Democrats are gearing up for tax hike votes throughout the weekend. The Baucus plan would raise taxes on those making more than $250,000 while the Schumer plan would raise taxes on those making in excess of $1,000,000.
The idea, of course, is to try to portray the Republicans as the "party of the rich."
But here are some questions for the Democrats who are so hot on tax increases:
(1) What is the purpose of taxation? Is it to fund necessary government expenditures, or is it to "spread the wealth around" (as the President so memorably put it during the 2008 campaign)?
(2) If it's simply to fund necessary government expenditures, why not raise taxes on everyone? It would raise more revenue, right?
(3) Even if the purpose of taxation is to "spread the wealth around" -- social leveling -- what makes Democrats think government can spend money more efficiently than either private charities, or private consumers who would use the money left to them to buy products or create jobs? In other words, why is it better to pay more taxes so that government can supply more unemployment benefits, rather than letting businessmen and consumers keep their own money and use it to create jobs (or consume goods and services) so that unemployment benefits become less necessary and costly?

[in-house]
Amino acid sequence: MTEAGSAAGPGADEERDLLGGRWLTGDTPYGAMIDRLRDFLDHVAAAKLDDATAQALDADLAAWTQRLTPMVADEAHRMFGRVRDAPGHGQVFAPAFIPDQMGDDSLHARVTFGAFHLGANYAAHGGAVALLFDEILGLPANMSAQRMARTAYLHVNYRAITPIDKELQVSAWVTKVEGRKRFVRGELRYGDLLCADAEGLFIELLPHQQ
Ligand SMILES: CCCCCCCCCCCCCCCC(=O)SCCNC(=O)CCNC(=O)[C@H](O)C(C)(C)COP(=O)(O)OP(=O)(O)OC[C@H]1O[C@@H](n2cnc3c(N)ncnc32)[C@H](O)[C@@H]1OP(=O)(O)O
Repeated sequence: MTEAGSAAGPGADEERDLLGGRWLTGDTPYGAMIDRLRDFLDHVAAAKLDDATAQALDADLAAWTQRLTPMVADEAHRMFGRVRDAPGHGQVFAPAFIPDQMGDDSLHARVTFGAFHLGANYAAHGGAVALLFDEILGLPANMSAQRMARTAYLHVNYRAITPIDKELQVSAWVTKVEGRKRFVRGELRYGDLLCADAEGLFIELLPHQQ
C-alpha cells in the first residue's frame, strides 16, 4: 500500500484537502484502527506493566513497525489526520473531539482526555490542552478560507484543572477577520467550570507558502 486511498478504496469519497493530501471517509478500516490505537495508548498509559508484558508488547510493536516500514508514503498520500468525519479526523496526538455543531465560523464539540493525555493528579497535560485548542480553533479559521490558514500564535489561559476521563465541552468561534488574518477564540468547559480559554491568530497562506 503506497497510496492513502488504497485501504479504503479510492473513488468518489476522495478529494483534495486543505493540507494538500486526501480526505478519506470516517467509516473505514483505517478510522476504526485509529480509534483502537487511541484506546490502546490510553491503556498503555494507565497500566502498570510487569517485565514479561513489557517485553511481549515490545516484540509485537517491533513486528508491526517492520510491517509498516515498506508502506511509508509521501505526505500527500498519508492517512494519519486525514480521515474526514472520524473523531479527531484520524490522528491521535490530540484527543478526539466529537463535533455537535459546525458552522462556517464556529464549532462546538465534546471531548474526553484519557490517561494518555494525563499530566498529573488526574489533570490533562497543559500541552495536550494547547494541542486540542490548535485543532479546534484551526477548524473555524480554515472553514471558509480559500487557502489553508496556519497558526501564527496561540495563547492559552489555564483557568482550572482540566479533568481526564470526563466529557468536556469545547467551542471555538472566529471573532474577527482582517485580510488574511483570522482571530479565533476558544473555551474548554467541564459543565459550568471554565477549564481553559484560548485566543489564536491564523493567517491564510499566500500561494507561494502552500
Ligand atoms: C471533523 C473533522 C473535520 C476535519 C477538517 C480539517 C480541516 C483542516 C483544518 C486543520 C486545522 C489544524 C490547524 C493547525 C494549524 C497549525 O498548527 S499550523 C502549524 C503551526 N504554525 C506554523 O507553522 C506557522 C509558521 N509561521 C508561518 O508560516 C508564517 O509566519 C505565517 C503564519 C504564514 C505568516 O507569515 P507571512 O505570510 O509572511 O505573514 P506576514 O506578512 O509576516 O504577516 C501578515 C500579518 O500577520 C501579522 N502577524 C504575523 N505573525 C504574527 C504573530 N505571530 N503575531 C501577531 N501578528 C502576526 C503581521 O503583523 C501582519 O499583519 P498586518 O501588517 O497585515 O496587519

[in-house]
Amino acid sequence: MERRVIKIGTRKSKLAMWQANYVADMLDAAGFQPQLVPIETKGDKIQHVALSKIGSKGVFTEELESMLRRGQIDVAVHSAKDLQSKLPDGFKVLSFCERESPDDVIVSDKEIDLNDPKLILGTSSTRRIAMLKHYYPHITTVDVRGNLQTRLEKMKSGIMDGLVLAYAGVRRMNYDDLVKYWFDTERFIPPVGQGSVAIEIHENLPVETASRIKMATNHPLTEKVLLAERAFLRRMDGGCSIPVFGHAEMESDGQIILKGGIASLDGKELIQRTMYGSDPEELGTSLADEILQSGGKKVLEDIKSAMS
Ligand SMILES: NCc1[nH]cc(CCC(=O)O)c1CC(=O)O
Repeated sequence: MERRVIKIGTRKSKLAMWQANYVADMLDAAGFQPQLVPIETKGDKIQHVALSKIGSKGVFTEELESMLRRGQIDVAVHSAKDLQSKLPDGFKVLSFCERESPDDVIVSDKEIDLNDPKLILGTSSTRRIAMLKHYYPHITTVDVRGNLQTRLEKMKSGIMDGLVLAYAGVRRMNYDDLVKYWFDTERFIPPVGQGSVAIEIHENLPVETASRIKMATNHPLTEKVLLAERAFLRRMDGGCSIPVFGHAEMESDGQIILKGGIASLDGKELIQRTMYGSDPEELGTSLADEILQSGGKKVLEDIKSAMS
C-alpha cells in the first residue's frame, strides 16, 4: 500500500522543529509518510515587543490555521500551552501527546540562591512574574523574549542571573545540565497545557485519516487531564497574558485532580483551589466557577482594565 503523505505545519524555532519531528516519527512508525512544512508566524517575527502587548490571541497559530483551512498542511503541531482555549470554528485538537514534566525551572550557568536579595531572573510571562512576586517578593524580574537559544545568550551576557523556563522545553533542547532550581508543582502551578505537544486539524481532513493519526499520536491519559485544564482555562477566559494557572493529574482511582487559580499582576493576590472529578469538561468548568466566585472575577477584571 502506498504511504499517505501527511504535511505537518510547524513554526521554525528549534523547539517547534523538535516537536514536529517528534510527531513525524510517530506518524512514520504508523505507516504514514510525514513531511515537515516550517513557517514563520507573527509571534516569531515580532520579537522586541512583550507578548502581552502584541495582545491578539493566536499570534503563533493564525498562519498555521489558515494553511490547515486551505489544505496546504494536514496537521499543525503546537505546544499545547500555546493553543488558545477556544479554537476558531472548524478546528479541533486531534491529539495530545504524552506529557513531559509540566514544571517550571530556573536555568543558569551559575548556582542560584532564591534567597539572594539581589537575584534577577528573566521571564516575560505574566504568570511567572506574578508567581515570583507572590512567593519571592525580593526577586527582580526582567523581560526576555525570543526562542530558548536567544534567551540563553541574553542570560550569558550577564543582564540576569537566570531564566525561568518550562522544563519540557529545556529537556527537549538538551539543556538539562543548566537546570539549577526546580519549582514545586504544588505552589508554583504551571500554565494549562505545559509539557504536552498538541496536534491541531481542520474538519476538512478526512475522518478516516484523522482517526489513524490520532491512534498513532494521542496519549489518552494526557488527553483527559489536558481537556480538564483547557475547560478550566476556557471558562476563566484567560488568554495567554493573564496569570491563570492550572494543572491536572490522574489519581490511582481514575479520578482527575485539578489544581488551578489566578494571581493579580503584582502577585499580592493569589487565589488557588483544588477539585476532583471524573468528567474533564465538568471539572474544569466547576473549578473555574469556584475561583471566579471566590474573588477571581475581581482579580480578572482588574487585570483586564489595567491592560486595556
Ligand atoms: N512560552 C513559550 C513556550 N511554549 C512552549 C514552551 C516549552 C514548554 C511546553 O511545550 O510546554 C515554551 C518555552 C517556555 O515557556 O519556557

(4) Since everyone's talking about "fairness" -- how "fair" is it that a bunch of liberal politicians (many of them elected by voters with minimal tax obligations) can insist that other people pay higher taxes . . . taxes that will never impact them at all?
(5) And finally, down the road, can any government survive when the number of those who pay little or no taxes increases to the point where they can just continually vote for higher taxes on a shrinking group of "the rich"?